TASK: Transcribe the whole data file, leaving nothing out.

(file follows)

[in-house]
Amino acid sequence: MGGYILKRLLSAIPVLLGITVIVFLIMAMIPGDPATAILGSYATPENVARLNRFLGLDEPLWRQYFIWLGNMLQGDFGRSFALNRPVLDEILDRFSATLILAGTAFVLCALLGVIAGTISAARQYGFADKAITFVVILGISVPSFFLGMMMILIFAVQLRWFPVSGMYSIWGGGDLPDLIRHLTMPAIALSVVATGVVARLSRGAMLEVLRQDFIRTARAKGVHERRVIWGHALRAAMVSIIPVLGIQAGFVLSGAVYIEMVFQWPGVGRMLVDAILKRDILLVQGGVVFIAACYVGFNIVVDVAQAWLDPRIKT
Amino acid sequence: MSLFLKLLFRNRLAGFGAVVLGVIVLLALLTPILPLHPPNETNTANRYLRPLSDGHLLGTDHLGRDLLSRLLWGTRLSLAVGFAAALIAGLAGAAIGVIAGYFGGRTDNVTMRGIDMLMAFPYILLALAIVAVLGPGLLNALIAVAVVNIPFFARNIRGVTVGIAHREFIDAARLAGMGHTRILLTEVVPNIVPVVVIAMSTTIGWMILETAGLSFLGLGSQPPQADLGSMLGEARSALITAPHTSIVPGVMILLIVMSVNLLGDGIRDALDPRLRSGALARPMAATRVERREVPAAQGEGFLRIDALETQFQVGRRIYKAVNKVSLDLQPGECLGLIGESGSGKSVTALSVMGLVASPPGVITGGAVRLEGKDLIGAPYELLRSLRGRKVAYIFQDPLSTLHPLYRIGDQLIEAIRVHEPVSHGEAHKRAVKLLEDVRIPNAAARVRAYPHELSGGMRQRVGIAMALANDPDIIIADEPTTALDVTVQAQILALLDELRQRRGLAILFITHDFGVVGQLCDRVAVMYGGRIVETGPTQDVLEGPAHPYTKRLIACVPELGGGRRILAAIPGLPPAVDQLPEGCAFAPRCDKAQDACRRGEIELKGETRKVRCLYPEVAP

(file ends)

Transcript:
[in-house]
Amino acid sequence: MGGYILKRLLSAIPVLLGITVIVFLIMAMIPGDPATAILGSYATPENVARLNRFLGLDEPLWRQYFIWLGNMLQGDFGRSFALNRPVLDEILDRFSATLILAGTAFVLCALLGVIAGTISAARQYGFADKAITFVVILGISVPSFFLGMMMILIFAVQLRWFPVSGMYSIWGGGDLPDLIRHLTMPAIALSVVATGVVARLSRGAMLEVLRQDFIRTARAKGVHERRVIWGHALRAAMVSIIPVLGIQAGFVLSGAVYIEMVFQWPGVGRMLVDAILKRDILLVQGGVVFIAACYVGFNIVVDVAQAWLDPRIKT
Amino acid sequence: MSLFLKLLFRNRLAGFGAVVLGVIVLLALLTPILPLHPPNETNTANRYLRPLSDGHLLGTDHLGRDLLSRLLWGTRLSLAVGFAAALIAGLAGAAIGVIAGYFGGRTDNVTMRGIDMLMAFPYILLALAIVAVLGPGLLNALIAVAVVNIPFFARNIRGVTVGIAHREFIDAARLAGMGHTRILLTEVVPNIVPVVVIAMSTTIGWMILETAGLSFLGLGSQPPQADLGSMLGEARSALITAPHTSIVPGVMILLIVMSVNLLGDGIRDALDPRLRSGALARPMAATRVERREVPAAQGEGFLRIDALETQFQVGRRIYKAVNKVSLDLQPGECLGLIGESGSGKSVTALSVMGLVASPPGVITGGAVRLEGKDLIGAPYELLRSLRGRKVAYIFQDPLSTLHPLYRIGDQLIEAIRVHEPVSHGEAHKRAVKLLEDVRIPNAAARVRAYPHELSGGMRQRVGIAMALANDPDIIIADEPTTALDVTVQAQILALLDELRQRRGLAILFITHDFGVVGQLCDRVAVMYGGRIVETGPTQDVLEGPAHPYTKRLIACVPELGGGRRILAAIPGLPPAVDQLPEGCAFAPRCDKAQDACRRGEIELKGETRKVRCLYPEVAP